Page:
The practices include sweeping the tombs of ancestors and offering flowers and incense to them. Papers, bags and other paper models of other objects of daily use are burnt at the tombs. This is because it is believed that the ancestors need these objects in afterlife. The 7th century BCE legend associated with the Duke Wen of Jin was also narrated, which shows how the festival began as a cold food festival when people don’t light any fire to cook. The legend goes that the Duke had to go into exile for some time and during this time, his personal retainer Jie chopped off a piece of flesh from his thigh to feed his master. When the Duke came to power, he forgot about Jie, who went into forest with his mother. The duke realised his mistake and decided to burn down the forest to drive Jie and his mother out of the forest. But they perished in the fire and hence, the grieving Duke ordered that no fire was to be lighted on the day of Jie’s death. This practice was later assimilated into the Qingming festival. Hence, people eat uncooked food on this day. Especially in Taiwan, there is a tradition of eating spring rolls that enclose uncooked cold meat.

The TV show ended by showing a fashion show involving young schoolgirls with traditional Chinese music. This festival thus, has evolved into a blend of tradition, religion and modern lifestyles of the Chinese people around the world. The modern digital technology enables them to showcase and buy their traditional art forms related to the concept of the festival.

Along the River during Qingming Festival
The most famous scroll painting from China is titled Along the River during Qingming Festival, made by the artist Zhang Zeduan either before or after 1127 CE during the reign of Song Dynasty. It is a long scroll painting, showing the daily life in Bianjing the capital city of Northern Song Dynasty. Today it’s known as Kaifeng. The people engaged in daily activities of trade and commerce, ships faring across the river and the landscape inside and outside the city have been very intricately detailed and the painting is regarded as a great masterpiece. Many copies of this painting were made after the Song period, though in different artistic styles. The Song dynasty was the first government in the world to issue paper money, to have a standing navy and to use gunpowder. Maritime trade flourished during this dynasty across East and South East Asia and even going up to the Mediterranean. Hence, the ships faring across the river and people engaged in economic and cultural activities as depicted in this painting are very important historically.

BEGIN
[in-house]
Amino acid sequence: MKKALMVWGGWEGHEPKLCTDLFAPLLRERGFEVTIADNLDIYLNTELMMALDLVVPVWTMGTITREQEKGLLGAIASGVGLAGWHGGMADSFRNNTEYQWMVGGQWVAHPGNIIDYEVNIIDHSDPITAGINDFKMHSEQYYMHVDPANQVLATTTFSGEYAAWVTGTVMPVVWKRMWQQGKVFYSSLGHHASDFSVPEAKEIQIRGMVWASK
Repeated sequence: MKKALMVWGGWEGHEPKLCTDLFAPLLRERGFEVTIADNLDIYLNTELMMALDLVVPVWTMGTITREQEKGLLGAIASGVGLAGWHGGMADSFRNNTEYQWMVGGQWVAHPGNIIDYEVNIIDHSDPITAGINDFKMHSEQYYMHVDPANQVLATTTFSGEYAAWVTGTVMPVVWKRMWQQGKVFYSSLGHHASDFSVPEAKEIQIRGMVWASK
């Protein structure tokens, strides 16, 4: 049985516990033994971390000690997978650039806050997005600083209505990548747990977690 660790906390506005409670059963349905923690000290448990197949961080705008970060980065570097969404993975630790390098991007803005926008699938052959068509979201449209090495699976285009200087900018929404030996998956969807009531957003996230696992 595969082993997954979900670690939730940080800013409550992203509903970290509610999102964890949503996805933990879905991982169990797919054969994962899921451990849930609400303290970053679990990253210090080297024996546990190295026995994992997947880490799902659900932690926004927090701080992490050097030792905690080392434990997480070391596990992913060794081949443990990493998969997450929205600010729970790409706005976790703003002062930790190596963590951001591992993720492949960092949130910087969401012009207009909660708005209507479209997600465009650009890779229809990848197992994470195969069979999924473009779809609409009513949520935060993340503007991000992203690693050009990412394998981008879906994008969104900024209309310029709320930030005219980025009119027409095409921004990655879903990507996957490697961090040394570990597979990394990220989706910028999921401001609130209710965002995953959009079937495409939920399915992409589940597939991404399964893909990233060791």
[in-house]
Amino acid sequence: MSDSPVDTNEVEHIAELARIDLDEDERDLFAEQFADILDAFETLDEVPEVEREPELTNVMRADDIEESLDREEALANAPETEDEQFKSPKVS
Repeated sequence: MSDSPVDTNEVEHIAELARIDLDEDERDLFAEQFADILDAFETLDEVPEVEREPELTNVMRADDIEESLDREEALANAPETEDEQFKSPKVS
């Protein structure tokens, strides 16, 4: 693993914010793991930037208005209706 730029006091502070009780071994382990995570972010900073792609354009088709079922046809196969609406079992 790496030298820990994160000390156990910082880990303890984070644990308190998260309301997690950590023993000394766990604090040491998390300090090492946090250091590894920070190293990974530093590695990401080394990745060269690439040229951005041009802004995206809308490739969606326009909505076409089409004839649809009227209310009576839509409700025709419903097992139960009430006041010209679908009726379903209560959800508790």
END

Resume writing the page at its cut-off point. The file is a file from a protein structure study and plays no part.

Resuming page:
There are divergent views about what this painting depicts. The dominant view is that it depicts the Qingming festival day in the city of Bianjin and it was painted before the fall of the northern Song in 1127 CE. However, some scholars believe that it may not show the exact Qingming festival day. For some time it was argued that the city is not exactly Bianjin, but an idealised city of China. But later it was accepted that the city is indeed Bianjin and the day may be Qingming, though there is a possibility of it being another day in the solar calendar of China.

In 2010, a digital version of this painting was screened, which animated the figures in the painting, with narration in English. This was shown in the China stall at the World Expo in 2010. In the following year it was also shown in Taiwan. This digital version, titled River of Wisdom, can be seen in the Youtube video. It not only explains the minute figures engaged in various activities in and outside the city, but also narrates the historical context of this painting and the various activities being shown. Thus, if the day depicted in the painting is Qingming, then ancient China commemorated it in its painting tradition not once, but several times. In the 21st century, the modern digital technology has helped to bring this culture alive to the global audience. A festival thus, has become the pivotal point for assimilating the history, art, culture and modernity of the Chinese people.

References:

Youtube videos –
• Discovering China – https://youtu.be/UKVO–47-XI
• A Moving Masterpiece (With English narration) – https://youtu.be/kxff-4GktOI

Websites –
http://www.chinaonlinemuseum.com/ceramics-blue-and-white-porcelain.php
https://rolandlim.wordpress.com/2010/11/27/river-of-wisdom-animated-version-of-the-riverside-scene-at-qingming-festival/
http://chineseculture.about.com/od/chinesefestivals/a/Tomb-Sweeping-Day.htm
Books –
• Ebrey, Patricia Buckley, Cambridge Illustrated History of China, Cambridge University Press, 2010.
• Tan, Shirley (Tr), Chinese Auspicious Culture, Asiapac Books, 2012.
• Zeduan, Zhang and Zhang Wei, Scenes along the River during the Qingming Festival, Shanghai Press, 2010.